In the teacup example, we have a server presence and some number of client presences. The client presences are concerned with presenting the unum to their local users while the server presence is concerned with keeping track of that portion of the unum’s state which all the users share. Phrased this way, many people find the presence abstraction very natural, but it sometimes leads them to jump to conclusions about what is going on, resulting in still more confusion and conversation at cross purposes. People who implement distributed systems often build on top of frameworks that provide services like data replication, and so it is easy to fall into thinking of the server presence as the “real” version of the unum and the client presences as shadow copies that maintain a (perhaps slightly out of date) cached representation of the true state. Or thinking of the client presences as proxies of some kind. This is not exactly wrong, in the sense that you can certainly build systems that work this way, as many distributed applications — possibly including most commercially successful MMOs — actually do. However, it’s not the model I’m describing here.

One problem with data replication based schemes is that they don’t gracefully accommodate use cases that require some information be withheld from some participants (it’s not that you absolutely can’t do this, but it’s awkward and cuts against the grain). It’s not just that the server is authoritative about shared state, but also that the server is allowed to take into account private state that the clients don’t have, in order to determine how the shared state changes over time and in response to events.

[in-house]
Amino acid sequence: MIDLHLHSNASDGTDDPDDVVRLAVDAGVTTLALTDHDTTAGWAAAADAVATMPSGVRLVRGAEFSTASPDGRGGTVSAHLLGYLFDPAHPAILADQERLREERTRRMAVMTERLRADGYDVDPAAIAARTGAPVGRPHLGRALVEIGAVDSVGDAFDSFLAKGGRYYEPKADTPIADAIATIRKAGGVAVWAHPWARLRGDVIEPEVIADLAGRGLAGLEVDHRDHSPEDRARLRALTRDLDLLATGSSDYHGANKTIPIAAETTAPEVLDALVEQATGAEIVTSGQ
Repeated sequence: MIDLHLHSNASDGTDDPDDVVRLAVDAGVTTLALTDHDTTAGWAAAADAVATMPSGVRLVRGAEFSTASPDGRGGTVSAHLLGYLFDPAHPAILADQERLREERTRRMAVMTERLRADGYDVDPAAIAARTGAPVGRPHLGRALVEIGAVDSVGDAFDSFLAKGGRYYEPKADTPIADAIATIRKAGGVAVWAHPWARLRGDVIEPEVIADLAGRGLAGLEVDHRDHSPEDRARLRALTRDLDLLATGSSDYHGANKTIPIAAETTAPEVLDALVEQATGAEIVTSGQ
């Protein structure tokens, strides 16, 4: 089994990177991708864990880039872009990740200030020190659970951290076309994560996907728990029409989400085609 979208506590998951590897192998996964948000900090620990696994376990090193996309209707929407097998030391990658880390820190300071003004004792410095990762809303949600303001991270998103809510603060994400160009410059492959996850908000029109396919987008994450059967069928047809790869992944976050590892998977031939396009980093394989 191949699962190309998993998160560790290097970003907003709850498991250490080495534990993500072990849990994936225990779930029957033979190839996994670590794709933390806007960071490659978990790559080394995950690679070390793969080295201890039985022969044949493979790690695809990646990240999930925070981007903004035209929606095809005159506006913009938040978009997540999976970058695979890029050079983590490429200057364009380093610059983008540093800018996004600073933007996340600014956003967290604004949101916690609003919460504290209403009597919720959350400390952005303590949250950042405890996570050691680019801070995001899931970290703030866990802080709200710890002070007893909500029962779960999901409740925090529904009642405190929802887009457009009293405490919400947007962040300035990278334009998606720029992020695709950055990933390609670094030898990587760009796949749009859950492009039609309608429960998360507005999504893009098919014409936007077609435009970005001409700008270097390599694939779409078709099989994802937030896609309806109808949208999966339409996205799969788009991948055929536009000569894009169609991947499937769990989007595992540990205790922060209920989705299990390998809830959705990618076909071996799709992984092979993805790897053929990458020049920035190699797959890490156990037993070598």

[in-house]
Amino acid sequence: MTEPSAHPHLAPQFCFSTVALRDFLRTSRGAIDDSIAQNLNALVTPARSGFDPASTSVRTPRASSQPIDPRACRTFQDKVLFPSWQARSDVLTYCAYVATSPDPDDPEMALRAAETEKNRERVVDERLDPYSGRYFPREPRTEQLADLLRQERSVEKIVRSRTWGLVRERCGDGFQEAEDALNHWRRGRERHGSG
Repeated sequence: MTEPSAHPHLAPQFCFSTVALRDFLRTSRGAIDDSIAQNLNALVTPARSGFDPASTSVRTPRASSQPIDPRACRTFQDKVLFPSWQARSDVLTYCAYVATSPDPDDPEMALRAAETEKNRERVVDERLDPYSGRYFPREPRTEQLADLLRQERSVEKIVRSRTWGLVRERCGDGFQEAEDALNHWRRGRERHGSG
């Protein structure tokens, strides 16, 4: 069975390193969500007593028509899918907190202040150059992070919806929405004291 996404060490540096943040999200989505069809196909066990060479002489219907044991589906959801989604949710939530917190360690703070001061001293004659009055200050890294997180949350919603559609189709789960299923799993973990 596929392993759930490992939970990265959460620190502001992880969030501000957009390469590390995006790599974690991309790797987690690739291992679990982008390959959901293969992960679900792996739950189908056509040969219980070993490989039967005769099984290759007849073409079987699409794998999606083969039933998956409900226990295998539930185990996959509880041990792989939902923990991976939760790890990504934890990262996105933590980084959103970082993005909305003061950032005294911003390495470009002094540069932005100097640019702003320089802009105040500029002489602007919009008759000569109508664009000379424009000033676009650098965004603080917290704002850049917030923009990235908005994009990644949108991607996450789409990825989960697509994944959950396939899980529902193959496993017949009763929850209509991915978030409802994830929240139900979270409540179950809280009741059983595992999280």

A server presence and a client presence are not doing the same job. The fundamental underlying concept that presences embody is not some notion of master vs. replica, but division of labor. Each has distinct responsibilities in the joint work of being the unum. Each is authoritative about different aspects of the unum’s existence (and typically each will maintain private state of their own that they do not share with the other). In the case of the client-server model in our example, the client presence manages client-side concerns such as the state of the display. It worries about things like 3D rendering, animation sequencing, and presenting controls to the human user to manipulate the teacup with. The server keeps track of things like the physical model of the teacup within the virtual world. It worries about the interactions between the teacup and the table, for example. Each presence knows things that are none of the other presence’s business, either because that information is simply outside the scope of what the other presence does (such as the current animation frame or the force being applied to the table) or because it’s something the other presence is not supposed to know (such as the server knowing that this particular teacup has a hidden flaw that will cause it to break into several pieces if you pour hot water into it, revealing a secret message inscribed on the edges where it comes apart). The various different client presences may also have information they do not share with each other for reasons of function or privacy. For example, one client might do 3D rendering in a GUI window while another presents only a textual description with a command line interface. Perhaps the server has revealed the secret message hidden in the teacup to my client (and to none of the others) because I possess a magic amulet that lets me see such things.